Author Philip Yancey says, “Confidence in what the Lord will do springs from the knowledge of what He has done.” When I recall the goodness of God in my past, His lovingkindness, and His many answers to prayer, it fills me with confidence that no matter what the future holds, I can trust Him.

Though my body is weak, my faith is small and my brain is tired, my heart can’t help but praise Him. For His unfailing love is higher than the heavens! His faithfulness reaches to the clouds! [from Ps. 108:4]

 

Lest you misunderstand, let me tell you what you already know. I am no saint. However, this is not my first rodeo.

Obviously.

But this one thing I’ve learned.

The Lord can be trusted.

“‘LORD help!’ they cried in their trouble and He saved them from their distress.

He calmed the storm to a whisper and stilled the waves.

What a blessing was that stillness as He brought them safely into harbor!” –Psalm 107:28-30

When I look at my trial as an opportunity to trust Him, it feels like victory rather than defeat. And like the regular Joe begging Jesus for help I pray,

“I do believe, but help me overcome my unbelief!” –Mark 9:24

Beloved reader, may the storm you are navigating today be calmed to a whisper and the waves be stilled. And may the stillness in your soul be a blessing worthy of praise and thanksgiving.

PS:

Special thanks to my daddy Seabert Pittman who took the beautiful pictures used in my story. He has an appreciation for every sunset and sunrise God gives, and also an eye for contrasting darkness with light… just like the Lord. As our Father says, “Weeping may last through the night, but joy comes with the morning.” –Psalm 30:5

Also, I got a call from my oncologist before I put this story out. The CT scan revealed a cyst on my liver but she does not believe it is cancer. I will have an MRI on July 14th. So again we wait, and walk by faith.

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Adventures at Sea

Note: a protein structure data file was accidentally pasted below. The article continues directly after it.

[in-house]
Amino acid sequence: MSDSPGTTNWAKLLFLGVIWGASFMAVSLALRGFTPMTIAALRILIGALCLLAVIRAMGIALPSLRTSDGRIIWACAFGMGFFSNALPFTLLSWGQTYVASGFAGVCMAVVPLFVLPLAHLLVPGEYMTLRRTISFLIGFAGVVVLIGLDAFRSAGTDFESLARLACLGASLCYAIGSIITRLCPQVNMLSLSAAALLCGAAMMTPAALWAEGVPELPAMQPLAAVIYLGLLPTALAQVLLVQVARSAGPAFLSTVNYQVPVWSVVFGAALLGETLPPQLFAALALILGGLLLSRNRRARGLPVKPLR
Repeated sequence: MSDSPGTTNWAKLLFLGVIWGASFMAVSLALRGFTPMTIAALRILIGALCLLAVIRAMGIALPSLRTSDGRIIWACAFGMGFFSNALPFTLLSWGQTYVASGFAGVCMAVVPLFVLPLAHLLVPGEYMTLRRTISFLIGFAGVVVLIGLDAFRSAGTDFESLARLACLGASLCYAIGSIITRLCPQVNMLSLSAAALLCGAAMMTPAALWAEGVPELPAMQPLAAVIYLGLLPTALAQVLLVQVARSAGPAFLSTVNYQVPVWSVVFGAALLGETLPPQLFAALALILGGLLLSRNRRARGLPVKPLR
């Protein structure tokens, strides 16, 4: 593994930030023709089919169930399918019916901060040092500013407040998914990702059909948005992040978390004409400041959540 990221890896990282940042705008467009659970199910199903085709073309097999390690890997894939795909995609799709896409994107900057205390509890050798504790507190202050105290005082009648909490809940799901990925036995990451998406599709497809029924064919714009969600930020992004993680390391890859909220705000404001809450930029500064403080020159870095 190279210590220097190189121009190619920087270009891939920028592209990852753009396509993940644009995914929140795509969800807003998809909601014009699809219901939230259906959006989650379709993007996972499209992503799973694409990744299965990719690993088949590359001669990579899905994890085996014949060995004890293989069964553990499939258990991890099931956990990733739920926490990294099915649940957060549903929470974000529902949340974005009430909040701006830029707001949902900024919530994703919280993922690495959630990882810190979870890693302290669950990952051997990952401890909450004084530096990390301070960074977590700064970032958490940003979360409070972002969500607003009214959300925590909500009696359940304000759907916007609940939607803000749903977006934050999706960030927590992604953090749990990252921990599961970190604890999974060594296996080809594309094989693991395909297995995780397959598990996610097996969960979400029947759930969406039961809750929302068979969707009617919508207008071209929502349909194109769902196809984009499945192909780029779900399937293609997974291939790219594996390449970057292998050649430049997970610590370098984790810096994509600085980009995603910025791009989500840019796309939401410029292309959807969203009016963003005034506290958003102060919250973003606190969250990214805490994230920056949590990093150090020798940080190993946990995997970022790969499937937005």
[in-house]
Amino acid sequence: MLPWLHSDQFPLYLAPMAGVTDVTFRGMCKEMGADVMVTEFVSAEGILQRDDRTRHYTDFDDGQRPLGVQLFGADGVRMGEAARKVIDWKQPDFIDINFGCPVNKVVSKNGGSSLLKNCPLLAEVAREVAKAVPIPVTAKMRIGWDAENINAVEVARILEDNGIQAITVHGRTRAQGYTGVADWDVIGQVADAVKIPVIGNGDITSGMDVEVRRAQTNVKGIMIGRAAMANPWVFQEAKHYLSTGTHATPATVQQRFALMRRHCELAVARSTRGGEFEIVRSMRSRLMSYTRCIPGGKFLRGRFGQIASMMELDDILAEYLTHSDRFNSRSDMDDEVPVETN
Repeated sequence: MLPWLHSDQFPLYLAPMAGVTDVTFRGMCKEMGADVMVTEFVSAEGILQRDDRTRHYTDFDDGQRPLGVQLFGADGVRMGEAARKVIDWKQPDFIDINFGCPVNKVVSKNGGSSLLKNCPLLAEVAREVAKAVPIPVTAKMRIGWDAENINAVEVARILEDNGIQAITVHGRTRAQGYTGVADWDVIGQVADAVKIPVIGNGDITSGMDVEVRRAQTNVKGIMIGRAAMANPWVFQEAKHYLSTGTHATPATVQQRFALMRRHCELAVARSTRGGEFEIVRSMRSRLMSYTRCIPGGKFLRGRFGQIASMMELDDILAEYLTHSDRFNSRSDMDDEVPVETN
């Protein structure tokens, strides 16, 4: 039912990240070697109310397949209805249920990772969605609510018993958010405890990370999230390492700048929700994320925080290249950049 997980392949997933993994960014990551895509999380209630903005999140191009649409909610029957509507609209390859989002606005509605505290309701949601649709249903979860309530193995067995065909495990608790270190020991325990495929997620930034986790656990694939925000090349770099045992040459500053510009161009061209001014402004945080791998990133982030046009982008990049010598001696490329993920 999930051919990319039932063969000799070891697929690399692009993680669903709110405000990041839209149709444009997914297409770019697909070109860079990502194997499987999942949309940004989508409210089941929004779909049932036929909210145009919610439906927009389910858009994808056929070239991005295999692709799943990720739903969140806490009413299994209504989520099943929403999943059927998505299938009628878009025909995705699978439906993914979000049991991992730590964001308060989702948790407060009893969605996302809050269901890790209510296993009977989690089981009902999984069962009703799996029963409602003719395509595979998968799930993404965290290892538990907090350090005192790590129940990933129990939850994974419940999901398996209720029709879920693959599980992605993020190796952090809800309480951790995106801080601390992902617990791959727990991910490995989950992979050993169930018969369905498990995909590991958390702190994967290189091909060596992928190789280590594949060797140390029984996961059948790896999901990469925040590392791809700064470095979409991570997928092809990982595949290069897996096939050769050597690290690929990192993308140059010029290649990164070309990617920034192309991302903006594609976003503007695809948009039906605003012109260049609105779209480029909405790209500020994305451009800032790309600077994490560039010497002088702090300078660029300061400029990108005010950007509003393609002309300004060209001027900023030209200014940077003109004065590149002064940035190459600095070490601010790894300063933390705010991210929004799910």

It’s been right at a year since the cancer diagnosis. Thankfully my strength has gradually returned. I decided to give it a try. We hadn’t been sailing since last June and the sparkling water beckoned. The Captain charted our course pulling out a map that made little sense to me. It hardly mattered. I was content with a comfortable place to rest where I could soak in the day. The first mate loaded all the gear. After tossing life jackets, fishing rods, extra towels and a picnic on board, she untied the boat and off we went.

The sun hit my face along with a stiff breeze and a gentle spray. I was glad to finally be over the sickness of chemo and able to enjoy one of my favorite pastimes. Just as I was beginning to relax the water became a little choppy. The first mate offered me a snack and looked at me with concern. I assured her I was fine. Nothing was going to spoil our day.

Suddenly the sky darkened and the seas became quite rough. The Captain assured me he knew a shortcut to our destination and took a hard right into the waves. I held on for dear life as the boat climbed each wave and landed with a monstrous splash. It seemed to me we were taking on an awful lot of water. The first mate advised me to put my life jacket on instead of just holding it in my lap. My heart pounded as I followed her instructions. Up and down we went over wave after wave. I tried not to think about it as my tummy reminded me of the omelet I had for breakfast.

Suddenly the Captain shouted, “There’s too much water coming in! I think we have a leak! I’m going to check it out!” Overboard he went.

“You stay here! I’m going to help!” With that the first mate abandoned ship as well. The two seasoned sailors disappeared under the boat.

Alone I waited.

There was no sign of either of them.

I closed my eyes trying not to panic as I wondered about the sharks they had spotted earlier.

A voice broke into my thoughts.

“Mom? Are you sick or just playing boat?” My daughter asked as she stood looking at my bed full of pillows and blankets and snacks. “Where are the kids?”

I clutched the pillow I was using as a flotation device and smiled. “They’re under the boat making repairs. But don’t worry. They can hold their breath a really long time. Besides, Jesse knows a shortcut to California and Marie brought lots of snacks.”

While my daughter peeked under the bed at her giggling four year olds, I rested against one of the extra life jackets. It felt so good to be back in the land of the living. After a year of cancer treatments, playing “boat on the bed” was way more fun than I remembered.

I’m just glad Jesse can read a map better than I can.

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My Head is Cold!

I think I need a new hat. My head is cold. With the recent change in weather I’ve been made aware of how much hair adds to one’s temperature. So to Downtown Salisbury we went. The Stitchin’ Post was our first stop. The sales clerk there was so pleasant and sympathetic. Without even having to tell her that I wouldn’t want to bear my bald head out there in front of God and everybody, she offered a dressing room where I could try on hats. The kindness of some folks is a little bit amazing. The hats were beautiful but at the time not quite warm enough. However I will never forget her compassion.